Eye For Film >> Movies >> The Boat That Rocked (2009) Film Review
One of the most famous scriptwriters in British comedy, Richard Curtis has always been a bit hit and miss, and for the last few years has concentrated mostly on romcoms, to the disappointment of those fans who enjoyed his more irreverent humour.
Though there are threads of romance in this film, it focuses on a different type of love - Curtis' love for music. Specifically, it's a tribute to all those pirate radio stations that kept rock and pop music alive in Britain during the Sixties when the BBC would never dream of broadcasting that sort of thing. It's also a tribute to the fans who loved them - fans like Curtis himself, who has confessed to avoiding church so that he could listen to his favourite music programmes.
With such a strong feelgood premise, you'd have every right to expect an excellent film (even if you've seen the awful trailer which mangles some genuinely funny moments). Musically, the film is very strong, with a great selection of tunes played throughout, full of life and energy. Curtis' passion comes across strongly and is infectious. However, when it comes to depicting the personal dramas behind the music, The Boat That Rocked enters more troubled waters.
Rock music DJ culture is notoriously sexist, built around male bonding and innuendo. This shouldn't be a problem for a smart film, especially not one that is set in the past anyway, so that the worst excesses can be laughed off as things we know better than to emulate today. Unfortunately a spectacularly misjudged early scene makes it much more difficult to do this. Two male characters set out to deceive a female guest as to which one of them is having sex with her. The joke is supposed to be that one of them is skinny and one fat - simple physical comedy - but in the context of what is essentially a planned rape, albeit one where no malice is involved, this runs into serious problems. There's no evidence that it's being treated ironically. In the screening I attended, a few audience members laughed, but got sharp looks from the people sitting beside them.
Following this, it's hard not to feel uncomfortable about characters we're supposed to like, or about the rest of the film's sexual humour. You're also likely to be more alert to the inconsistencies and unevenness in the script.
However, a strong cast make the best of their material. Philip Seymour Hoffman is wonderful as always as alpha male DJ The Count, squaring up against newcomer rival Gavin (a gleefully OTT Rhys Ifans). Nick Frost has fun as Dave, making the most of the station's groupies, and newcomer Tom Sturridge is endearingly earnest as Carl, an awkward teenager whose mother has mysteriously sent him to join the ship's crew. He seems much the same in person, so it's hard to know if he's just playing himself, but he's the perfect straight man for the others' humour, even if he's a little too pretty for us to seriously believe he thinks girls will never like him.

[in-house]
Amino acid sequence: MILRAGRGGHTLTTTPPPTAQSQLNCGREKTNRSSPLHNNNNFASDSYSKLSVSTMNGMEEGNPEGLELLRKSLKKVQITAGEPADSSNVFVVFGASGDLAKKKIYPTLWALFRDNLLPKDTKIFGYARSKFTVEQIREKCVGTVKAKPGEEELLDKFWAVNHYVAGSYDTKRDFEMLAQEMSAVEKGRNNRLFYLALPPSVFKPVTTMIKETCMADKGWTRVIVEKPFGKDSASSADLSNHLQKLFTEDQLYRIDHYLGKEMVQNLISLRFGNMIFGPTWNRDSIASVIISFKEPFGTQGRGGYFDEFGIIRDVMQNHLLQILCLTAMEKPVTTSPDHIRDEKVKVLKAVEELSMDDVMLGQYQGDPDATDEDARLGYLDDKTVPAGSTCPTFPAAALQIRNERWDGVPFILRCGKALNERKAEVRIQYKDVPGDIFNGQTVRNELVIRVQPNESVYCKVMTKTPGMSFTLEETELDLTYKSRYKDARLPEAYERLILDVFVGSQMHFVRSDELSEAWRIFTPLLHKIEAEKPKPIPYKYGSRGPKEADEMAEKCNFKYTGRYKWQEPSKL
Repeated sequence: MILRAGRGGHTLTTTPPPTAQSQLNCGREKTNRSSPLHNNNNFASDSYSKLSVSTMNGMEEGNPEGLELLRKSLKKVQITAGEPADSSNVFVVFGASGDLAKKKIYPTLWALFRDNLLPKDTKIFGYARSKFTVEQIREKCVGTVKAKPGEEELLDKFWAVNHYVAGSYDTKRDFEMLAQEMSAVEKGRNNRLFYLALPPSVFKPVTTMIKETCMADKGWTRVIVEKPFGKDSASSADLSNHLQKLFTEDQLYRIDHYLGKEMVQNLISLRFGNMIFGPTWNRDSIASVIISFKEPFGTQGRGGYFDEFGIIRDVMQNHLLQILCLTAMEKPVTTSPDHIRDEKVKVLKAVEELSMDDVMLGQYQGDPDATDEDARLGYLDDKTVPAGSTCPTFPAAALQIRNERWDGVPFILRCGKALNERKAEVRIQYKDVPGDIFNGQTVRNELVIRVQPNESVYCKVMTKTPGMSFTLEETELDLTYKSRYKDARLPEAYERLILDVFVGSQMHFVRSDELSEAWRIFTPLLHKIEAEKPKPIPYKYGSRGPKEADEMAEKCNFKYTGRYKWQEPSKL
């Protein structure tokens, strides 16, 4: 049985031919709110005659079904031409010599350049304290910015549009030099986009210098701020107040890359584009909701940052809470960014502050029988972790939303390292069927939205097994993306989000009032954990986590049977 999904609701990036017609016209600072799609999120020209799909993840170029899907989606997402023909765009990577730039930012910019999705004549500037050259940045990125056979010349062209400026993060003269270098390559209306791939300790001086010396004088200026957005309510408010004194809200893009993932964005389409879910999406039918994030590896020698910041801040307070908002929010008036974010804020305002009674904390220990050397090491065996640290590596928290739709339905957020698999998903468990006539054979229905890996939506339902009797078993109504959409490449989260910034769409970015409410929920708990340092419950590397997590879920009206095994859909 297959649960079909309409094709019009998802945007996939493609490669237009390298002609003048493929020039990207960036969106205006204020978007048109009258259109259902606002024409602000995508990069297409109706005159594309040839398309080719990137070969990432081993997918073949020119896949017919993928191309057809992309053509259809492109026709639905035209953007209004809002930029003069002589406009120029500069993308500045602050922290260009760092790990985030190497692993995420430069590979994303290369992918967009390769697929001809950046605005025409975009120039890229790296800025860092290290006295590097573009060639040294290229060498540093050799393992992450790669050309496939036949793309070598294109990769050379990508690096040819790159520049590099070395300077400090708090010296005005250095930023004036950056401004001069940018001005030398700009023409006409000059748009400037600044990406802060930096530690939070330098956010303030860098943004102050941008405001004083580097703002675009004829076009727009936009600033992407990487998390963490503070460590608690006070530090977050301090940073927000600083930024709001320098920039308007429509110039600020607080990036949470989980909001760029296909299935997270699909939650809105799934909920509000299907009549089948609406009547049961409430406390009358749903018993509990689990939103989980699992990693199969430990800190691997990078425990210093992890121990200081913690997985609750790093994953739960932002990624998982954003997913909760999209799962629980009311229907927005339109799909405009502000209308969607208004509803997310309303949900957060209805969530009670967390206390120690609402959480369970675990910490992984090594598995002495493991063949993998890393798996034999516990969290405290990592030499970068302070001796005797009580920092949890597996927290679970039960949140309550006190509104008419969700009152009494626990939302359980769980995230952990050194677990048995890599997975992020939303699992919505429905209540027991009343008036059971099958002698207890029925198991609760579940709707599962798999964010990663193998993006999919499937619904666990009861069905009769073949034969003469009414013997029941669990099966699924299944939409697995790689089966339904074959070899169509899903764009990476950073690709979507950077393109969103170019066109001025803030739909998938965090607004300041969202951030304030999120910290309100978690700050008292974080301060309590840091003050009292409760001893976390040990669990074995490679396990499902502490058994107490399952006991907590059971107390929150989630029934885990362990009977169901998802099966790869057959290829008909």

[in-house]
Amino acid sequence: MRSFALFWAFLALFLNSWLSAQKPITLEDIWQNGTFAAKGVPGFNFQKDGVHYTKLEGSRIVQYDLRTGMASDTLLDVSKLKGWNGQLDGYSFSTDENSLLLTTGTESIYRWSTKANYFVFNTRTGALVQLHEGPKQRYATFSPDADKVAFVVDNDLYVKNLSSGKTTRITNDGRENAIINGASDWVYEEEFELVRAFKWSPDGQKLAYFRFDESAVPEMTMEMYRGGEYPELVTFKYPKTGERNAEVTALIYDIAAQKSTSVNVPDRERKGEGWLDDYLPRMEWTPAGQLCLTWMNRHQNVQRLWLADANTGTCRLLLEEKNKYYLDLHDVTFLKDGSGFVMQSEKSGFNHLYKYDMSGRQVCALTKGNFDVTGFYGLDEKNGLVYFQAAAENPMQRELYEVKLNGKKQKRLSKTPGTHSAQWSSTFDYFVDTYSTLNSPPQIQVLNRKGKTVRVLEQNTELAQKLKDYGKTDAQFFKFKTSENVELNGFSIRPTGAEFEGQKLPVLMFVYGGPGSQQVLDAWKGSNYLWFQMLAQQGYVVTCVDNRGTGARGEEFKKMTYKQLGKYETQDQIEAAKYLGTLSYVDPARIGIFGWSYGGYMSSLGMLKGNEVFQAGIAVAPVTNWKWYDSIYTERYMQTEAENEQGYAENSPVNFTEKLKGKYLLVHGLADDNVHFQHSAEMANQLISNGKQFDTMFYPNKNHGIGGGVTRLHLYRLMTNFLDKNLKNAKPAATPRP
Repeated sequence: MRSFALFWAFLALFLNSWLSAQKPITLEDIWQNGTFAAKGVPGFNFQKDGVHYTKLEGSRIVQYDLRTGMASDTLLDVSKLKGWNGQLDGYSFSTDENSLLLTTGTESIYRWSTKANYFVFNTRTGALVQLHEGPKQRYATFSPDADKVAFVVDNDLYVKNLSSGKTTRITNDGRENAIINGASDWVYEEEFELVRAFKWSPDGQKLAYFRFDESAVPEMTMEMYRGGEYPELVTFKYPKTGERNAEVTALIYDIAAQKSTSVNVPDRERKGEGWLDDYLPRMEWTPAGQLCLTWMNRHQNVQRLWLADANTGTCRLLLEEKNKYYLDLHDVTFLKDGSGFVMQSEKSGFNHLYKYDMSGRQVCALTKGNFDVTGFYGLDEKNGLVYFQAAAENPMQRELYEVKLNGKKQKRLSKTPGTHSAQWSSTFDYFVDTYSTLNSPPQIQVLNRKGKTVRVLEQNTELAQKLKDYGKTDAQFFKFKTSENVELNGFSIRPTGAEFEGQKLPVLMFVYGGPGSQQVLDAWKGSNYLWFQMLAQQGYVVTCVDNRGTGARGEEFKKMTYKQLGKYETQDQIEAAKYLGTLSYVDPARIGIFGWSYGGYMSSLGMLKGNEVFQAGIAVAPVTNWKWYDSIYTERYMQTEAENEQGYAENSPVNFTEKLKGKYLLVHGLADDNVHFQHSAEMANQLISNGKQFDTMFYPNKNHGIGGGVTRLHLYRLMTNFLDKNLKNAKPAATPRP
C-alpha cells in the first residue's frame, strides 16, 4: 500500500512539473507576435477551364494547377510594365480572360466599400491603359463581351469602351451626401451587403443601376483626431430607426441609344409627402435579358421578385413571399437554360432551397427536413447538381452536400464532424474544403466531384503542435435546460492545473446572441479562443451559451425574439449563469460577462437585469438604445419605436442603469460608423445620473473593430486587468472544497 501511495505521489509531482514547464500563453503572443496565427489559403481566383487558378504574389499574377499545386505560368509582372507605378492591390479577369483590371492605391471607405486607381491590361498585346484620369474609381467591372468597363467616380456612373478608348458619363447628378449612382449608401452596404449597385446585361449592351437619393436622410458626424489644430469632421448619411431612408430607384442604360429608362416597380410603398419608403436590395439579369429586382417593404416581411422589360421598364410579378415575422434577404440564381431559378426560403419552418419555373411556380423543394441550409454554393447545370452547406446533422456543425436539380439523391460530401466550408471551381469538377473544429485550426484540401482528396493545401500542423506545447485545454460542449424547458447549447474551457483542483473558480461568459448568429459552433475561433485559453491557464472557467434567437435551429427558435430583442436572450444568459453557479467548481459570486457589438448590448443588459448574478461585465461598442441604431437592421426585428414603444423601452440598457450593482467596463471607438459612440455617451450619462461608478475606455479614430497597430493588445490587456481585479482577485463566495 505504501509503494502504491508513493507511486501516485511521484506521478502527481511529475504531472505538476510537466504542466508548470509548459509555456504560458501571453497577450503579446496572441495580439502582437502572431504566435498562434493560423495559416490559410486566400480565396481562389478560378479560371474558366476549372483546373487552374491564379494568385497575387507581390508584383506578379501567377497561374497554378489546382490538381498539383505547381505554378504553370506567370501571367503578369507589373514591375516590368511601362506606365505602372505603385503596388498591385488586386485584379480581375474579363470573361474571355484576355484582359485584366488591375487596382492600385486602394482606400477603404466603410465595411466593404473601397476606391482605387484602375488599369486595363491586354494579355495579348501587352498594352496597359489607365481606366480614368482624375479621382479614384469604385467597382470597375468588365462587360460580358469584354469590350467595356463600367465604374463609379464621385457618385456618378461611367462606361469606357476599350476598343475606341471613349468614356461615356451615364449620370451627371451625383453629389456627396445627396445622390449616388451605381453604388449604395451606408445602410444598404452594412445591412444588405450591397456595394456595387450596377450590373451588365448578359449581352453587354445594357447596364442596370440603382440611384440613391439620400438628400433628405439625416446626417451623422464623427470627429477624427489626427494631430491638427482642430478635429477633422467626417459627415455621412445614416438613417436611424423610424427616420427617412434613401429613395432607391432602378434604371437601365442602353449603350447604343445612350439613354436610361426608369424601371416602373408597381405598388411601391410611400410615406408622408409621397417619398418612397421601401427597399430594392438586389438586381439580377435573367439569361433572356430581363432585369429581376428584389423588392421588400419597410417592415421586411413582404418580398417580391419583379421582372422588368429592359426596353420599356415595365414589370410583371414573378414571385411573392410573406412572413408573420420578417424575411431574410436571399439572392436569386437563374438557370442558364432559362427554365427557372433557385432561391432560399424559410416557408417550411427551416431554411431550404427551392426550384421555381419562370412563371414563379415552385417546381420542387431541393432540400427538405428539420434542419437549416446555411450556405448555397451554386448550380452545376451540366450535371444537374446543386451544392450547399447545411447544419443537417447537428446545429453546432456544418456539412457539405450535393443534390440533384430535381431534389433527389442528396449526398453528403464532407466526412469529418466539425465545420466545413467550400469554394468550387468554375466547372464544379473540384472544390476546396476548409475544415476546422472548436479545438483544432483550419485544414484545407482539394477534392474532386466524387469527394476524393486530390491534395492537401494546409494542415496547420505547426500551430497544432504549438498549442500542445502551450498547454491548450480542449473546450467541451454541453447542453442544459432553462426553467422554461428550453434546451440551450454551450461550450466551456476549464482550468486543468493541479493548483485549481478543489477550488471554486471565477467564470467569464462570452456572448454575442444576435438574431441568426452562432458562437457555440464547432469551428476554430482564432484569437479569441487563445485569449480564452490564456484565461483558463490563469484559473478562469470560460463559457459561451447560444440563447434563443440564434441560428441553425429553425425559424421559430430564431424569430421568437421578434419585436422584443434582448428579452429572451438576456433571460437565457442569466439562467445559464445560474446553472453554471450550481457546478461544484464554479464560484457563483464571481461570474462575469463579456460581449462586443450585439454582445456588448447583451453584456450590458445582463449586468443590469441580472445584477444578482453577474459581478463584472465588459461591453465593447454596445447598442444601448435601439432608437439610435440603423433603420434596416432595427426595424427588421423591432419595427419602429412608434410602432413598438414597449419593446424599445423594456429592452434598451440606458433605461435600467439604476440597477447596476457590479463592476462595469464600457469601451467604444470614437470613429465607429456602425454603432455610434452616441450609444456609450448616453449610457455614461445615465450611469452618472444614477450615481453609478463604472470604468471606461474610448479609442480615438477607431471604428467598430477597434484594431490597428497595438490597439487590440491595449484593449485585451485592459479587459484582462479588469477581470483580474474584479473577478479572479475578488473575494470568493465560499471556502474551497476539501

The weak link in the cast is Kenneth Branagh, whose turn as the government minister seeking to ban the station comes across like a bad Ronnie Barker impersonation. Bill Nighy merely plays himself again as station co-ordinator Quentin, though he's still entertaining enough. But where the battle of wits between the two men ought to generate some tension, all it does is fill in gaps in the wider story. Ironically, what the film captures most effectively is the sense of boredom inevitable on a ship of this sort, with activities constantly invented just to fill in the time.
Towards the end, the film falters still further. It draws heavily on the Radio Caroline story throughout, and when it comes time for that to take a dramatic turn, it's as heavy handed as possible, dragging out the action for far too long to keep audiences gripped and then milking every last ounce of sentiment. Its various charismatic personae become mired in self indulgence and it starts sinking in more ways than one.
A final note of caution - don't ever be tempted to mess around with the North Sea the way these characters do. Despite lines about freezing cold water, they act like they're in the Mediterranean and swim around in conditions that frequently kill. This depletes the tension still further, so that a film that could have made waves ends up feeling merely damp.Reviewed on: 30 Mar 2009
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